Clean Power Needs a Firm Footing

How to ensure stability through the peaks and valleys of demand
Electrical grids need reliability as demand rises and falls. Photo: Naypong Studio | Adobe Stock

We need power all the time, from heating, cooling, and cooking at home to the industrial backbone of data centers, mining, manufacturing, and beyond. Even 99% reliability is not enough, made painfully clear through blackouts and shortages. The electrical grid must meet everyone’s needs around the clock, without fail, and the best way to do so is with firm power.

Firm means power that is always available, even under tough conditions. It is often used to meet the baseload, which is the minimum power demand over a specific period of time. According to data from the U.S. Energy Information Agency, during the first week of April 2024 baseload made up about 84% of average demand in the United States. Firm power like natural gas, nuclear, and coal ensure the baseload can always be met. In 2023, those three sources supplied 77% of all electricity in the United States. Results vary from region to region, but it’s clear that reliably and sustainably meeting at least baseload needs is critical as we move through the energy transition and in the face of ballooning demand. Yet only a few clean power sources can reasonably do all that heavy lifting on a global scale.

Historically, power plants like coal and nuclear have been the top sources of firm power because they rarely turn off and supply constant electricity to the grid, meeting at least the baseload requirement. Then, intermediate and peaker plants will ramp up and down as consumption fluctuates to deliver the remaining demand. Natural gas, hydro, solar, and wind tend to be good intermediate and peak power sources.

Some have argued that firm power dedicated to meeting baseload needs will no longer be necessary with more weather-dependent renewables like wind and solar varying their output throughout the day, disrupting production schedules with low operating costs. Unfortunately, interrupting steady-state power plants can wind up raising the overall system cost, leading to higher prices across the board. There will always be a need for firm power, especially with more weather-dependent renewables and global demand leaping in the next couple of decades.

Even 99% reliability is not enough.

So, what are the options for firm power in the clean energy transition? Weather-dependent renewables are variable by nature and require systemic changes to become more reliable. For example, if California were to run on wind, solar, and storage alone by 2045, it would need to build about 500 gigawatts of power-generating capacity. In perspective, that would be like dedicating half of the U.S. generating capacity today just to California. Without firm power, you would also need to build enough long-term storage to handle seasons, not just days, of the year with less wind and sun. Most of that backup storage might only be used once a year, but it would have to be there to ensure the electrical grid's reliability. However, paired with firm power, the low operating costs of wind and solar energy make them good sources for topping off demand.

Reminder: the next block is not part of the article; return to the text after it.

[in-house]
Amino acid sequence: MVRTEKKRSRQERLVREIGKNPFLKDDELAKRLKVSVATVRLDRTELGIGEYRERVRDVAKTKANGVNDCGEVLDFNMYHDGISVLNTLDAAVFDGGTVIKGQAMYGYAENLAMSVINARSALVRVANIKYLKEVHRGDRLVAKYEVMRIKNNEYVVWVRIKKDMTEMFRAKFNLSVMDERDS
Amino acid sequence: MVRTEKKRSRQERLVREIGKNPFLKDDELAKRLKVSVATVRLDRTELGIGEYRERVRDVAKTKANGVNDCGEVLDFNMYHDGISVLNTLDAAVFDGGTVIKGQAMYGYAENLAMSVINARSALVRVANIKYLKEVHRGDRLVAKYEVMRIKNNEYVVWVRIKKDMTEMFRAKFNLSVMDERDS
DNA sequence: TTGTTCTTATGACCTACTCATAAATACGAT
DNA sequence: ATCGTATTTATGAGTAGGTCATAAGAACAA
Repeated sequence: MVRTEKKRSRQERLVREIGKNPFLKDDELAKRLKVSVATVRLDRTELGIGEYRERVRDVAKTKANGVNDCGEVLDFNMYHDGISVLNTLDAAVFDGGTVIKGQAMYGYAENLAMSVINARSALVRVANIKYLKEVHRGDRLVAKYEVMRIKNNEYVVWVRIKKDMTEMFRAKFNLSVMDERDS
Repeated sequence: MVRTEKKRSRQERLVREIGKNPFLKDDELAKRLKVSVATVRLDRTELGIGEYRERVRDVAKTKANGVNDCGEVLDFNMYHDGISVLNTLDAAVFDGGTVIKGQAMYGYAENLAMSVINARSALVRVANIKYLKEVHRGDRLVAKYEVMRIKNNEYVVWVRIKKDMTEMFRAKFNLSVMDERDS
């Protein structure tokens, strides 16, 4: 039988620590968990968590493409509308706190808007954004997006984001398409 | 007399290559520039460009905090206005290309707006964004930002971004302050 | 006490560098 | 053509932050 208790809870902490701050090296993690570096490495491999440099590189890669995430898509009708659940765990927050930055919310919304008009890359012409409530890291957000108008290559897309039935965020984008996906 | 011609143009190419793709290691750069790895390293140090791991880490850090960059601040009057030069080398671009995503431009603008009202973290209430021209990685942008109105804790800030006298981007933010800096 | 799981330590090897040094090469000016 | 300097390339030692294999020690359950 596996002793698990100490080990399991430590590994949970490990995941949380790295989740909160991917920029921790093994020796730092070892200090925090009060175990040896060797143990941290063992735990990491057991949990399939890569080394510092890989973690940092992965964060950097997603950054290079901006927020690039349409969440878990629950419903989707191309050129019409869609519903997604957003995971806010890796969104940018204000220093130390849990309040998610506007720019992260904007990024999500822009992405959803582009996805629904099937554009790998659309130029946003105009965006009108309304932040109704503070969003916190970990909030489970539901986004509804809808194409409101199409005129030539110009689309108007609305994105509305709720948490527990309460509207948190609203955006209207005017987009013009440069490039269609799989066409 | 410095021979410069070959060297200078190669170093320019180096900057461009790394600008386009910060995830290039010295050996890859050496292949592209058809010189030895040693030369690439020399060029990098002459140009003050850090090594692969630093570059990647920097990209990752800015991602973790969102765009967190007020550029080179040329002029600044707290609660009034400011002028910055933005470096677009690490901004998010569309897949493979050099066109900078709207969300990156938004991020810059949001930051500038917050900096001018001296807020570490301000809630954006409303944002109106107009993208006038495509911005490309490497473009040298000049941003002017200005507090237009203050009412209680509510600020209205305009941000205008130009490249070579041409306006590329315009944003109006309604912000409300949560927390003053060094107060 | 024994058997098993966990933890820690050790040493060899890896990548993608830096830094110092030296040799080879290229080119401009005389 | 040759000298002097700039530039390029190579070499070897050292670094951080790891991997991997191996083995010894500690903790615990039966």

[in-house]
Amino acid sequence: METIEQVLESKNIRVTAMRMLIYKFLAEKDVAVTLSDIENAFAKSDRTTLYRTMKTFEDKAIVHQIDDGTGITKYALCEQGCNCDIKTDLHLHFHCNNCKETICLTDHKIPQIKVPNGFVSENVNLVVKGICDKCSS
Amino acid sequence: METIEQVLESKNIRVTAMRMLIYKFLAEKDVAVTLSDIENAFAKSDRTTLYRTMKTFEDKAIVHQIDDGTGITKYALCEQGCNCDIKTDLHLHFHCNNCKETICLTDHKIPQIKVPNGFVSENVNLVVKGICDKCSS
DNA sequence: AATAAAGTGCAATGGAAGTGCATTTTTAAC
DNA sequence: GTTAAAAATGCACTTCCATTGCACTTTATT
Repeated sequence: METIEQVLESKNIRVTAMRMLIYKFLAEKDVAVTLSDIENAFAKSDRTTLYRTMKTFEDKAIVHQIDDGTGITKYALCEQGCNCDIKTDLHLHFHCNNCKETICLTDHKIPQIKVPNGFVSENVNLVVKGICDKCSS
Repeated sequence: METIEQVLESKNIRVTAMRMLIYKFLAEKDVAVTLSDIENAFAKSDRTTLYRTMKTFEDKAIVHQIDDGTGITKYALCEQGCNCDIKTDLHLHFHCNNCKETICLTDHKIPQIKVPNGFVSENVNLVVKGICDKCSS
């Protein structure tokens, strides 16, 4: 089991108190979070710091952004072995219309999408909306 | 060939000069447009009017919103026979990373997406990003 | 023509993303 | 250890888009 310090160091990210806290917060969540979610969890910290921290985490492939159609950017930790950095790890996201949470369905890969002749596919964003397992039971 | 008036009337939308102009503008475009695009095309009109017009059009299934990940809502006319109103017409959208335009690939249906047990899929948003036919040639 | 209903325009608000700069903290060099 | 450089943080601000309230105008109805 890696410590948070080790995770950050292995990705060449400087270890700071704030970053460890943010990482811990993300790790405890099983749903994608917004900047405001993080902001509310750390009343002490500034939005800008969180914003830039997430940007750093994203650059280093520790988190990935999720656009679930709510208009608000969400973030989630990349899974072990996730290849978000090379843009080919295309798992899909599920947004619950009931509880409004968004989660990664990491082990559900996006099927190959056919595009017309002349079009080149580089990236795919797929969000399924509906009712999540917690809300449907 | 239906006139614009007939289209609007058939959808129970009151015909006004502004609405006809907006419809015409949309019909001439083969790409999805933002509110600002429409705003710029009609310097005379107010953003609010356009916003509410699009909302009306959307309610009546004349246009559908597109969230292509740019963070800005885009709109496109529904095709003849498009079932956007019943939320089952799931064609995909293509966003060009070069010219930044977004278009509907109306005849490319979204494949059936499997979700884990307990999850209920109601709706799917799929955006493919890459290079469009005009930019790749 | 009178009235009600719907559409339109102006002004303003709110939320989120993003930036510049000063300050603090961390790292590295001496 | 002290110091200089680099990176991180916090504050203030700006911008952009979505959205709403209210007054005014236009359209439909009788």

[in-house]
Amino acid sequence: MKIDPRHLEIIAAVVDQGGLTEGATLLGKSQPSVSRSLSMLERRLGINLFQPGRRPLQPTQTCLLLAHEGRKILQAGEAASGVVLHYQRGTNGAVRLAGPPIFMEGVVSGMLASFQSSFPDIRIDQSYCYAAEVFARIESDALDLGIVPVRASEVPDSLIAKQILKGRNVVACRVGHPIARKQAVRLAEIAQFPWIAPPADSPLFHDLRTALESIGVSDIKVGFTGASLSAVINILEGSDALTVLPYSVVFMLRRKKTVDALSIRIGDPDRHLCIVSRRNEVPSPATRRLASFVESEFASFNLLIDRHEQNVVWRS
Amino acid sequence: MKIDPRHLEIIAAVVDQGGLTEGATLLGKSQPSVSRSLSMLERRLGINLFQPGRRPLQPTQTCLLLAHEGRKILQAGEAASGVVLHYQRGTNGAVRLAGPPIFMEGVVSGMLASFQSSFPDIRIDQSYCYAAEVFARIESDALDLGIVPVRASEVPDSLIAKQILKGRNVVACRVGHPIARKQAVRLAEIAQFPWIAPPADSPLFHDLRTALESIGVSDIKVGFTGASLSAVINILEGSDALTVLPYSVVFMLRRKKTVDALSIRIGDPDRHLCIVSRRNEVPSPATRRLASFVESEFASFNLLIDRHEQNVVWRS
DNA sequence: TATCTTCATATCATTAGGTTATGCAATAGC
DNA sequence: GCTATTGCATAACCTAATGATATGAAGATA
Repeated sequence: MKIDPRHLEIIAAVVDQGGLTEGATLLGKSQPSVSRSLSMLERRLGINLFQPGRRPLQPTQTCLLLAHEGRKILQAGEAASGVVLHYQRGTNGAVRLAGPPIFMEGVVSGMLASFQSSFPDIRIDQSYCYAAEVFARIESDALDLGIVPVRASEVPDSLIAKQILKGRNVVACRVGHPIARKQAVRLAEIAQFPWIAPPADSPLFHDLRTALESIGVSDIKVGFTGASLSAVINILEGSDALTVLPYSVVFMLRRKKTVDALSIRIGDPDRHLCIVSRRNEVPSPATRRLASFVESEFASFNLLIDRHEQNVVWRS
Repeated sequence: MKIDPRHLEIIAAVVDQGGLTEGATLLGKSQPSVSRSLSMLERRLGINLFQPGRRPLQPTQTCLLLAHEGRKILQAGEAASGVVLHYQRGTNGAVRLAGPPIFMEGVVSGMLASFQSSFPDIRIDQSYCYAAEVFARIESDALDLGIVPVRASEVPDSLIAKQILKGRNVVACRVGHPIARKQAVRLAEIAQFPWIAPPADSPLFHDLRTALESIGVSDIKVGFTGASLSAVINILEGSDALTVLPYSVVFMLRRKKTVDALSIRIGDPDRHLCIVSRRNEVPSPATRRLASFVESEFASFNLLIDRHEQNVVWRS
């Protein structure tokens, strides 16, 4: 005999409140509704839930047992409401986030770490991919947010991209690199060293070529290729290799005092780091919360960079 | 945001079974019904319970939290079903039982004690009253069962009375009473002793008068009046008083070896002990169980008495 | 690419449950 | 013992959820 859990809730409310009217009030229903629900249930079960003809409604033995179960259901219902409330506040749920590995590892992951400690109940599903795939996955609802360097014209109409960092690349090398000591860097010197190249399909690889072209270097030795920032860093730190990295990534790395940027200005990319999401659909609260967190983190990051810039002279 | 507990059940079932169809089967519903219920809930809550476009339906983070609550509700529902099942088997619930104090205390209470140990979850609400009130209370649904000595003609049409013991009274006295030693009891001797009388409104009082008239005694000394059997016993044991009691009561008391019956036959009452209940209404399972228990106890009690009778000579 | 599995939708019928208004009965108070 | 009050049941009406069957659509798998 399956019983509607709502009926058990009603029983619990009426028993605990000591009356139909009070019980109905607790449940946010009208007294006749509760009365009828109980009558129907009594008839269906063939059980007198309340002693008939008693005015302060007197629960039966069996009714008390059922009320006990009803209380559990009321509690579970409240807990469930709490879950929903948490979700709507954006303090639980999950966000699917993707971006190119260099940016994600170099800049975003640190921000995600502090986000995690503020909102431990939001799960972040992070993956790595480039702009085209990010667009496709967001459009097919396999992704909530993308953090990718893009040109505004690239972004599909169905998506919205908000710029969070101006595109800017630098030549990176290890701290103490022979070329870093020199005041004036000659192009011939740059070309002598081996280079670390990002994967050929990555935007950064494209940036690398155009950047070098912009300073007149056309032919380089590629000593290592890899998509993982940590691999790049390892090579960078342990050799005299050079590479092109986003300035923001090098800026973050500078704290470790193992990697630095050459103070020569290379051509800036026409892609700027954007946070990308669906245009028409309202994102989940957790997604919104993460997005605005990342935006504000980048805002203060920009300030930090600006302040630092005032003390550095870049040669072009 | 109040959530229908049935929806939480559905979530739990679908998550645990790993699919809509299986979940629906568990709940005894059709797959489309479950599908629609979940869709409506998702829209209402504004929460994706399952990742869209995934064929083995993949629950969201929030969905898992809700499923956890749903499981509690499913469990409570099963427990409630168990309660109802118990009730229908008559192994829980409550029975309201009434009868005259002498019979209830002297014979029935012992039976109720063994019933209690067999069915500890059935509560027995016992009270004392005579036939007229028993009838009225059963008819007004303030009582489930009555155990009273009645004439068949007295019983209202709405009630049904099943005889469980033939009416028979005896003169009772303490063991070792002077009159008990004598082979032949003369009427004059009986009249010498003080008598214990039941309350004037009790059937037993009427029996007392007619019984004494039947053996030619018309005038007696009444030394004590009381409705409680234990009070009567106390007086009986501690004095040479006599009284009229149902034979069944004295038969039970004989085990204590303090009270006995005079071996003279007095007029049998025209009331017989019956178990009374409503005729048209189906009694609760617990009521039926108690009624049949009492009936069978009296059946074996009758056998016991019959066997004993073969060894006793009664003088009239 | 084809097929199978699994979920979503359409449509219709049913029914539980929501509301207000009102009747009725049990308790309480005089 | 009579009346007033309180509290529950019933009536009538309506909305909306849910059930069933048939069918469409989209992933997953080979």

The ideal power mix would thus have intermittent resources meeting intermediate and peak demand with clean and firm power at the foundation. Only three existing sources can provide that foundation while keeping emissions in check: nuclear, hydropower, and geothermal. Nuclear and hydropower have long provided most of the world’s low-carbon energy but may have reached their limits due to geopolitical and geographic constraints, respectively. Geothermal has also been geographically constrained to areas where sufficiently hot water and steam are naturally found underground.

However, geothermal is primed for expansion in the coming years thanks to a renaissance of research and development. New approaches will allow geothermal energy to accelerate deployment by targeting hot, dry rock on a fraction of the land other renewables require. The key is no longer being tethered to pre-existing steam; by piping water down into superhot rock, we can generate our own steam and electricity almost anywhere, as much as 10x more.

The benefits of firm power from geothermal will only grow in magnitude throughout the clean energy transition. The electrification of transportation and industry, coupled with increasing urbanization, means we must meet today’s demand with clean power and accommodate a potential doubling of overall demand by 2050. Decarbonizing residential life, transportation, and industry is already forcing countries like the United States to rethink their transition.

Geothermal energy offers one of the most robust firm power solutions in a decarbonizing world. Next-generation geothermal is just scratching the surface today, and exponential deployment may be on the horizon. Clean and firm power sources must be at the heart of the energy transition to ensure reliability and sustainability at all times.

Energy is everything. At Quaise, we look at the big picture to see where the world is and where it needs to go. Today, fossil fuels still dominate global energy by a long shot. A smoother transition to clean energy requires a bold new vision grounded in science, scale, and speed. Join us as we explore the future of energy and the power of deep geothermal.